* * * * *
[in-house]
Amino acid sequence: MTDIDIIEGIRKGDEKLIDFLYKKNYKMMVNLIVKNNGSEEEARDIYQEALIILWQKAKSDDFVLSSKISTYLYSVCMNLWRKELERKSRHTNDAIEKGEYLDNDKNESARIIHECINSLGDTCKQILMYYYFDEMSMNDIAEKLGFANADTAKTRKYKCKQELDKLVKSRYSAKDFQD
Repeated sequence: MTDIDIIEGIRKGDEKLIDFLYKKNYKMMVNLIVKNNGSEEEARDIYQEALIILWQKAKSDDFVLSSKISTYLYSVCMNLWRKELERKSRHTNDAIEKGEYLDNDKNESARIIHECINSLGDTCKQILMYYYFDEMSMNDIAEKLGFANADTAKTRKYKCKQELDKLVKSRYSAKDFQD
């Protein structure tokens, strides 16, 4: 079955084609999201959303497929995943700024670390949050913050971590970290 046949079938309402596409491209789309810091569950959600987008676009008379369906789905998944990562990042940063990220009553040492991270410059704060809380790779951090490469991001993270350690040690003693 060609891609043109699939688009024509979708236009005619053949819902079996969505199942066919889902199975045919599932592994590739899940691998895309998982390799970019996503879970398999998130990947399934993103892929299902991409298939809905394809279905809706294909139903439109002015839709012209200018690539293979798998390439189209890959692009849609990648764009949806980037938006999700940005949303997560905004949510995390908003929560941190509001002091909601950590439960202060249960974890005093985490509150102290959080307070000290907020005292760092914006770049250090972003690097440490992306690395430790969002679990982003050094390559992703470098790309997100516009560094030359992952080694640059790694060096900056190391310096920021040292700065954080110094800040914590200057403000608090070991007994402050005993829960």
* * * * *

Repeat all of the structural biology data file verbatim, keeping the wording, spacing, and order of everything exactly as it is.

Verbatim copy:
[in-house]
Amino acid sequence: MTDIDIIEGIRKGDEKLIDFLYKKNYKMMVNLIVKNNGSEEEARDIYQEALIILWQKAKSDDFVLSSKISTYLYSVCMNLWRKELERKSRHTNDAIEKGEYLDNDKNESARIIHECINSLGDTCKQILMYYYFDEMSMNDIAEKLGFANADTAKTRKYKCKQELDKLVKSRYSAKDFQD
Repeated sequence: MTDIDIIEGIRKGDEKLIDFLYKKNYKMMVNLIVKNNGSEEEARDIYQEALIILWQKAKSDDFVLSSKISTYLYSVCMNLWRKELERKSRHTNDAIEKGEYLDNDKNESARIIHECINSLGDTCKQILMYYYFDEMSMNDIAEKLGFANADTAKTRKYKCKQELDKLVKSRYSAKDFQD
């Protein structure tokens, strides 16, 4: 079955084609999201959303497929995943700024670390949050913050971590970290 046949079938309402596409491209789309810091569950959600987008676009008379369906789905998944990562990042940063990220009553040492991270410059704060809380790779951090490469991001993270350690040690003693 060609891609043109699939688009024509979708236009005619053949819902079996969505199942066919889902199975045919599932592994590739899940691998895309998982390799970019996503879970398999998130990947399934993103892929299902991409298939809905394809279905809706294909139903439109002015839709012209200018690539293979798998390439189209890959692009849609990648764009949806980037938006999700940005949303997560905004949510995390908003929560941190509001002091909601950590439960202060249960974890005093985490509150102290959080307070000290907020005292760092914006770049250090972003690097440490992306690395430790969002679990982003050094390559992703470098790309997100516009560094030359992952080694640059790694060096900056190391310096920021040292700065954080110094800040914590200057403000608090070991007994402050005993829960």